Telling you how we see the world.
I spend a lot of time in Photoshop designing the visual elements that I use in my interfaces. It’s a versatile tool and people use it for everything from retouching photographs to graphic, web and icon design. Needless to say, it is an incredibly complicated tool. Some of the most common uses for web design include drawing all the visual elements in an interface, logos, icons, etc. I’m going to focus on just those areas.
I have looked at a ton of designs in the past and many from people that don’t have a lot of design experience. In this post, I’m going to go over some basic tips in Photoshop to avoid these issues. I am assuming you know your way around Photoshop and if not, I have a couple of links at the bottom to get you started.
If I could go back and tell myself just one thing, this would be it; use vector shapes in Photoshop. Do not draw raster elements. It is incredibly inefficient and hard to manipulate. Using vectors in Photoshop is really straight forward and it usually starts with using the Shape tool. Set it to “Shape layers” instead of “Fill pixels” when you draw your elements.
The advantage of drawing vectors is that you can manipulate the vector paths directly and this can save you a great deal of time and pain. You can do this by using the Direct Selection or Path Selection tool. You can also change the paths completely or draw your own with the Pen tool. The Pen tool is fairly powerful and if you find yourself needing to use it, make sure you read up on it. I’ve linked to an article below that should help with that.
The other reason you would need to manipulate the paths directly is to keep your design sharp and pixel perfect. A pixel perfect design always stands out and gives your designs a polished look. This always starts with the base shapes. Let’s say I start off by drawing a base shape for a button and decide that it needs to be scaled down a bit. On the surface it might look fine but when I zoom-in you can see the problem fairly clearly.
It started off as a really nice pixel perfect shape but now on the straight edges we have these part pixel lines. You can see how these are created when you look at the vector paths. This is really easy to fix and all you need to do is grab the Direct Selection tool and move the points to the nearest pixel and you end up with a clean edge once again. In some cases it might be that we need to just move the entire shape using the arrow keys to the nearest pixel. Again the goal is that we end up with as clean of an edge as possible.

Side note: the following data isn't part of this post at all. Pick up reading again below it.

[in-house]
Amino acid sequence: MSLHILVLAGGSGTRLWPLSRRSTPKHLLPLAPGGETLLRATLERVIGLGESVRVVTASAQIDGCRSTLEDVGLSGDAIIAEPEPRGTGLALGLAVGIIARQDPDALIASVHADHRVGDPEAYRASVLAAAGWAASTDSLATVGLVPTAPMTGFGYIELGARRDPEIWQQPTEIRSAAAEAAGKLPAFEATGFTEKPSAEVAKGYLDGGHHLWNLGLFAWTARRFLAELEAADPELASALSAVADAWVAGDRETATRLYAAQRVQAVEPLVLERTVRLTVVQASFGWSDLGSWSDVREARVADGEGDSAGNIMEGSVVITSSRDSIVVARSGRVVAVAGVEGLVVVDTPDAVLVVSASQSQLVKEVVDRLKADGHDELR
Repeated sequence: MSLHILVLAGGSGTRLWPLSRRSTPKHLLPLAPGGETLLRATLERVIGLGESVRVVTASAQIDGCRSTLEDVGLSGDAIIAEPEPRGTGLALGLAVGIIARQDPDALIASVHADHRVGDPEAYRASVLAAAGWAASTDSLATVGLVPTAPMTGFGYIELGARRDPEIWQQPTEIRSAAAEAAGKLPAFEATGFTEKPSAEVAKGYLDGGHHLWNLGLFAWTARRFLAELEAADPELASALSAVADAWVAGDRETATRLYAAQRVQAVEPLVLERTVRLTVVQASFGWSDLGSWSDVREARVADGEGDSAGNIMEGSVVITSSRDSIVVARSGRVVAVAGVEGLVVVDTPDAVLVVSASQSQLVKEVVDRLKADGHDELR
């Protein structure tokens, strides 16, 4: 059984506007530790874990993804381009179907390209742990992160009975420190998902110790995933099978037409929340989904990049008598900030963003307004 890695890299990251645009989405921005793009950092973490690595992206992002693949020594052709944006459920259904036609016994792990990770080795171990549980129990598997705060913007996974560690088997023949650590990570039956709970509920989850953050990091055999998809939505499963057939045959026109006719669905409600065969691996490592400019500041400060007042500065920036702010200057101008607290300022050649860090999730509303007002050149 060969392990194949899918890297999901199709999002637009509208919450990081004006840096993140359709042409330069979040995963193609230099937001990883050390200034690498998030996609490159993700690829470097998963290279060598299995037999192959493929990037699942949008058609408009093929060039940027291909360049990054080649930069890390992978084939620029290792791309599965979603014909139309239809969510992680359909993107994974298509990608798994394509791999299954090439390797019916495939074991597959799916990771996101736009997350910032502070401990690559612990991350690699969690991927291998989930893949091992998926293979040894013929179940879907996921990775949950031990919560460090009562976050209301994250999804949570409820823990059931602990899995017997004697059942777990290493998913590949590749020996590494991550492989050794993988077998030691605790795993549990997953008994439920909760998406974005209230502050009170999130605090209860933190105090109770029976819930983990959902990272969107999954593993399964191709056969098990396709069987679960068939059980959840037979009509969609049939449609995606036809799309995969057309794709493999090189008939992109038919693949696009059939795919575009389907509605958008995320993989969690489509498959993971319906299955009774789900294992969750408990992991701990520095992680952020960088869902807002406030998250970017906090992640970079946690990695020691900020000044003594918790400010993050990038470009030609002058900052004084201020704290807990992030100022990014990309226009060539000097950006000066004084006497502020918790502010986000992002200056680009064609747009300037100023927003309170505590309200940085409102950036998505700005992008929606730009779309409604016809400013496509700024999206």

Using the Type tool in Photoshop has a similar problem as well. The text comes out blurry in smaller sizes and poses a problem when you try and make text for buttons or your logo.
There are a couple of different steps that can be taken to alleviate this and to make your text sharper. There is a more detailed article on this so I’ll just list the summary here.
The result is quite apparent when you place the sharper text next to the blurry one. A word of caution with this technique; the last step involves changing the tracking and character widths to sharpen the edges of the text. But varying this too much can offset the text all together and that is not what we want. Make sure you compare the vanilla text with the tweaked ones, character by character to double check.
In the image above the first one is created with the standard type tool, the second one is the tweaked one. And the third is the case where we got too carried away with changing the tracking and character widths.
It is important to make the text in your designs sharp, as they are just as important as the rest of your design. I have seen way too many designs where they have a really nicely designed element, but the accompanying text was too blurry and that takes away from the experience.
To drive home this idea of having sharp and pixel perfect elements; here is an example of an image and a text in its standard form and in its tweaked form. Notice how at a glance it does not seem like much but when you look at it carefully the tweaked one gives a more polished feeling.
I think getting pixel perfect base shapes are absolutely critical to a well designed element. It is a good idea to get used to spending some of your Photoshop time in a 3200% zoom level and looking at designs in a pixel sense.
Now that we have our basic shape done, we need to start adding the effects that make it seem realistic. The standard pattern for adding multiple layer effects is to create multiple layers with a fill of 0%. This is because Photoshop doesn’t allow you to add the same layer effect to a layer. And it also doesn’t let you adjust the layer positioning of each of the effects applied to a layer.
Now why would we need to add to multiple layer effects? The main reason for this is the fact that each layer effect is just a tool we use to create a realistic element. One of the mistakes I used to make early on was to think that since I’ve already used an effect once, say Drop Shadow for example; that is all I need to do in terms of a shadow. It took me some time to realize that the layer effects are just tools and we might need to use it multiple times to get the overall effect right.
In the next few posts I’m going to go over the effects in detail and the real world metaphors they can be used to represent.
Here are some resources that I referred to in this post.
If you have any questions/comments or want me to go into more detail for something specific, let me know over Twitter. I would love to hear your feedback and ways I can improve this series. I would also love to see some before and after shots of your designs after the application of some of these tips.
This post is a part of my Design Tips for Developers series.
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Thanks to @mliao for reading over this post.